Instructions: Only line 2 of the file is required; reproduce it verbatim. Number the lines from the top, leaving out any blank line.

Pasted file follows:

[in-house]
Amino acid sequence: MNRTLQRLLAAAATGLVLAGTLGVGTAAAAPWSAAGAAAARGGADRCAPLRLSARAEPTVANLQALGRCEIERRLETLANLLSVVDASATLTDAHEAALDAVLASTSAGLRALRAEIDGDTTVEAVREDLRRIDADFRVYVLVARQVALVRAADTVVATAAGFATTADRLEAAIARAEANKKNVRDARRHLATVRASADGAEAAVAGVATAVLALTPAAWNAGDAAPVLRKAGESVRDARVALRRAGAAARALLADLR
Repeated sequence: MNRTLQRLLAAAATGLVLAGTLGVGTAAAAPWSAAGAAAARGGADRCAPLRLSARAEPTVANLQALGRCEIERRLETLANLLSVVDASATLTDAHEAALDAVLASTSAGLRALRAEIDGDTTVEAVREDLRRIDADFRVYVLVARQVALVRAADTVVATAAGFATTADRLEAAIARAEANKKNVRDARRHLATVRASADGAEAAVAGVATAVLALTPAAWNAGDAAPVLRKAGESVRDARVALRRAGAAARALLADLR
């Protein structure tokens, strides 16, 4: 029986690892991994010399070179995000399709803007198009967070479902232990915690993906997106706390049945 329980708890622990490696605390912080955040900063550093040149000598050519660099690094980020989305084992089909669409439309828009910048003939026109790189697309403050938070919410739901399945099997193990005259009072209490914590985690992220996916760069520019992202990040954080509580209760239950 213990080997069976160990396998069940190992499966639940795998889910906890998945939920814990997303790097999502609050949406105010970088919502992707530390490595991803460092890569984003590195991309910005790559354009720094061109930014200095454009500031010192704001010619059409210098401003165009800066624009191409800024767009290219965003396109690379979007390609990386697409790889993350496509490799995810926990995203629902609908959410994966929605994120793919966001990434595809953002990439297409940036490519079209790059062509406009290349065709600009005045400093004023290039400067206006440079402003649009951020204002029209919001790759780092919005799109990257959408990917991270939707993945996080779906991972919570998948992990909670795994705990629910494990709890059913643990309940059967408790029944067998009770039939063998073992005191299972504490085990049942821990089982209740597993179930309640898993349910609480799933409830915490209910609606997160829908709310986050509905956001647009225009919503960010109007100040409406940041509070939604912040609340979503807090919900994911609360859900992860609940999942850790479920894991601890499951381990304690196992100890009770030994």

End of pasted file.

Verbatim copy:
Amino acid sequence: MNRTLQRLLAAAATGLVLAGTLGVGTAAAAPWSAAGAAAARGGADRCAPLRLSARAEPTVANLQALGRCEIERRLETLANLLSVVDASATLTDAHEAALDAVLASTSAGLRALRAEIDGDTTVEAVREDLRRIDADFRVYVLVARQVALVRAADTVVATAAGFATTADRLEAAIARAEANKKNVRDARRHLATVRASADGAEAAVAGVATAVLALTPAAWNAGDAAPVLRKAGESVRDARVALRRAGAAARALLADLR